Ultrasonic Homogenization

Ultrasonic homogenizers, sometimes referred to by the popular brand names Sonicator or Sonifier, disrupt tissues and cells through cavitation and ultrasonic waves. They consist of three parts:

  • A generator which provides and controls the power
  • A transducer (also referred to as a converter) which contains piezoelectric crystals that convert the electric energy to very high-frequency mechanical motion. The converter also amplifies this signal.
  • A titanium probe or “horn” which rapidly vibrates in a longitudinal direction, transmitting the ultrasonic energy to the sample.

Homogenization occurs both directly through the ultrasonic forces as well as through cavitation - the rapid formation and collapse of bubbles. This combination of forces make ultrasonic homogenizers excellent for cell disruption and particle size reduction.

In the video below (note: the video has sound), you can see the powerful disruption of the water below the tip. The “foggy” appearance in the water is microscopic bubbles forming and collapsing.

Note that ultrasonic homogenizers may deposit trace amounts of titanium in the sample. While this does have a practical effect in the vast majority of applications, if you are concerned that trace amounts of titanium in your sample may affect your downstream procedures, you may want to consider another homogenizer.

Benefits & Drawbacks

Ultrasonic homogenizers excel when your sample is mostly liquid or consists of small particles in a liquid and you desire thorough homogenization. These include particle size reduction, cell disruption, creating emulsions, and dispersion of nanoparticles or other small particles. Additionally, certain applications requiring very high energy over a small area, such as DNA shearing, may be performed using an ultrasonic homogenizer.

Ultrasonic homogenizers are unsuitable for applications where your sample is mostly solid and / or not immersed in a liquid buffer. For example, homogenization of large, tough tissue samples is generally only possible if the tissue is macerated prior to processing. Additionally, ultrasonic processing for life science applications where intact cells or organelles are desired.

Ultrasonic homogenization generates a very large amount of heat. For heat-sensitive applications, such as RNA extraction, an ultrasonic homogenizer may not be appropriate. If one is to be used, ensure that you have a way of cooling your sample and use a pulsed homogenization program to allow heat to dissipate between pulses.

Tips for Using Ultrasonic Homogenizers

Ultrasonic homogenizers are very powerful but also create a large amount of heat and noise - a consequence of them using ultrasonic energy. Because of this, it is highly recommended that you use ear protection during homogenization and / or place them in an insulated enclosure to reduce the noise levels. Most ultrasonic homogenizers have such enclosures available as optional accessories. Also, if heating is a concern, samples should be homogenized on ice or cooled in another manner during processing. Many units have specialized horns which use a flow water around the sample to help cool the samples during processing. These are offered as optional extras.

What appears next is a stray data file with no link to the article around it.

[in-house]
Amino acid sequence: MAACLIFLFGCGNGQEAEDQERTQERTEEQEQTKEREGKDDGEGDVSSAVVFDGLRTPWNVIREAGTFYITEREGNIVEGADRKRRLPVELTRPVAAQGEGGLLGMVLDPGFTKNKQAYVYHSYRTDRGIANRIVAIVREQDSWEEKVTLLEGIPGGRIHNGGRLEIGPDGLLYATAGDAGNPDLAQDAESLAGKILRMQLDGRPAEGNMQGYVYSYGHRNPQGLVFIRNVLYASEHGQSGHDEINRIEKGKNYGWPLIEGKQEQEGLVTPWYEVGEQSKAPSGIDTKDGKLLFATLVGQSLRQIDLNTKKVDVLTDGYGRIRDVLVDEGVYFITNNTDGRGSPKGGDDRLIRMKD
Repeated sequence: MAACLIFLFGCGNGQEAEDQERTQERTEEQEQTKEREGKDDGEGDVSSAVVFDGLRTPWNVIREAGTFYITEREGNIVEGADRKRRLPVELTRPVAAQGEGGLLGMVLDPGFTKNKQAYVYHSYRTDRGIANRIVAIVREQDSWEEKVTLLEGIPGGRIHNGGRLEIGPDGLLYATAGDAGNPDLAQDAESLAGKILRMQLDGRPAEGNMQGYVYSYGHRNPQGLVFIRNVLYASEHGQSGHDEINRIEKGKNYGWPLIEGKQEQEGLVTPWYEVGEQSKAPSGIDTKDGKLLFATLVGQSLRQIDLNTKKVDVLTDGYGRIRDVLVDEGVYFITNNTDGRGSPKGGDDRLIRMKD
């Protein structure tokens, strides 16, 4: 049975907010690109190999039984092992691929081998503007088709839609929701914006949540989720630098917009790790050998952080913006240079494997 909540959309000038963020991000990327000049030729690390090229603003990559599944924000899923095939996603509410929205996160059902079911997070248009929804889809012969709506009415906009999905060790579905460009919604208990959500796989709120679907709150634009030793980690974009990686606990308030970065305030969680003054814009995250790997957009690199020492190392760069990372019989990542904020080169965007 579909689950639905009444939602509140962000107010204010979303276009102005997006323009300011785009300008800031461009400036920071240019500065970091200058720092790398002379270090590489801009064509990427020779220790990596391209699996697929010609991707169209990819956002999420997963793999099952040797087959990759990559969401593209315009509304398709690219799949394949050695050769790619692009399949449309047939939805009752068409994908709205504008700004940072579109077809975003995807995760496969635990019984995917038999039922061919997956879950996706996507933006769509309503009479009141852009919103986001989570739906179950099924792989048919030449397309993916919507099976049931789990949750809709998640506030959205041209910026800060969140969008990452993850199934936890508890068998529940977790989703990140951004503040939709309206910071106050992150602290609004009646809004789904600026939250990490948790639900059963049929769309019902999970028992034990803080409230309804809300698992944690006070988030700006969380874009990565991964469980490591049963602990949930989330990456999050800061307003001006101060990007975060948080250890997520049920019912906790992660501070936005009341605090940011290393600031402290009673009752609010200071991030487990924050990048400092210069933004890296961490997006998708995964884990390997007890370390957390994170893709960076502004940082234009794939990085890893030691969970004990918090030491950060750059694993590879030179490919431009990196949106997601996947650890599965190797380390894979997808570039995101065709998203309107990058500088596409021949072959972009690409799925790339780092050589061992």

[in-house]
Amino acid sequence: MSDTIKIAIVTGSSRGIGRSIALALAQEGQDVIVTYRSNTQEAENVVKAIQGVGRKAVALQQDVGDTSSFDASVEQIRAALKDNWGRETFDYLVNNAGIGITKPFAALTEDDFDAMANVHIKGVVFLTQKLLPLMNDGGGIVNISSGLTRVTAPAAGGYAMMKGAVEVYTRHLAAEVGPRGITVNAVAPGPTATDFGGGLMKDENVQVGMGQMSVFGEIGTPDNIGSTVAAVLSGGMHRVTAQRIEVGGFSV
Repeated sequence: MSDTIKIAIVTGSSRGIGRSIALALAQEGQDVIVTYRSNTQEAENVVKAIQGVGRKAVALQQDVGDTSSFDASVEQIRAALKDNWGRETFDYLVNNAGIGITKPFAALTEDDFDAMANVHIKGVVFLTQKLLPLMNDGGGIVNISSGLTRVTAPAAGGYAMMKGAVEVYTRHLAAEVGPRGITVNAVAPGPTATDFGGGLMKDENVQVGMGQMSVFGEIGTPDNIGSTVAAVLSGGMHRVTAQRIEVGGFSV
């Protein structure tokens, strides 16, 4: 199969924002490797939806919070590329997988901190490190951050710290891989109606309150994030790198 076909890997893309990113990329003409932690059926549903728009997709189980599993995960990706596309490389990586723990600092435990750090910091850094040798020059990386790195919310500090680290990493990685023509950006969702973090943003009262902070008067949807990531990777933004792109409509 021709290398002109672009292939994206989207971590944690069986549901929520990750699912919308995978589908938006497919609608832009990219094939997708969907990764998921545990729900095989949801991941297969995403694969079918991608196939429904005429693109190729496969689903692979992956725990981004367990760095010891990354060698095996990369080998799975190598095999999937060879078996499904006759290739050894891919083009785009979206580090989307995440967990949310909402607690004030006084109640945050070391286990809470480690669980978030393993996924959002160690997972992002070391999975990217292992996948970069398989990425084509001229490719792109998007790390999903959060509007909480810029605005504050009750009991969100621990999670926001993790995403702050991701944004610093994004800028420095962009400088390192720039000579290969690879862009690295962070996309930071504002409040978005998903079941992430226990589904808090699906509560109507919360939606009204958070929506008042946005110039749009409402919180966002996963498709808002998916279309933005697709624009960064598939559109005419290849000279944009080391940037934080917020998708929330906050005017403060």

To maximize the life of your horn, clean it and dry it after each use. Failure to properly maintain the horn can lead to pitting (localized corrosion which creates small holes in the titanium) and this pitting will decrease the effectiveness of the horn.

Ultrasonic homogenizers must be used with a liquid sample. They are not designed to be used for dry homogenizing applications. Immerse the horn into the sample before turning on the instrument, and ensure the horn does not touch the sides of the container during operation.

Things to Consider when Purchasing an Ultrasonic Homogenizer

When considering the purchase of an ultrasonic homogenizer, take a careful look at the horns which are available for that unit. Ensure that they meet your sample size needs. Also, some have special horns, such as cup horns, which indirectly homogenize samples in sealed microtubes and which help keep samples cool, or flow-through horns, which allow a semi-continuous stream of sample to be processed and which are often water-jacketed for improved cooling.

If you are going to be homogenizing samples which contain a gritty solid, this may lead to increased wear and pitting of the horn tip, which will decrease the effectiveness of homogenization. To help reduce costs while maintaining efficient homogenization, see if you can get a horn that has replaceable tips or a horn which is designed to operate under these conditions.

While a higher power homogenizer determines how large of a sample it can handle, a higher-wattage unit can also be used to homogenize smaller samples more thoroughly and more quickly. Don’t just purchase the cheapest unit that meets your sample size needs unless you are confident that your homogenization should be fairly easy.

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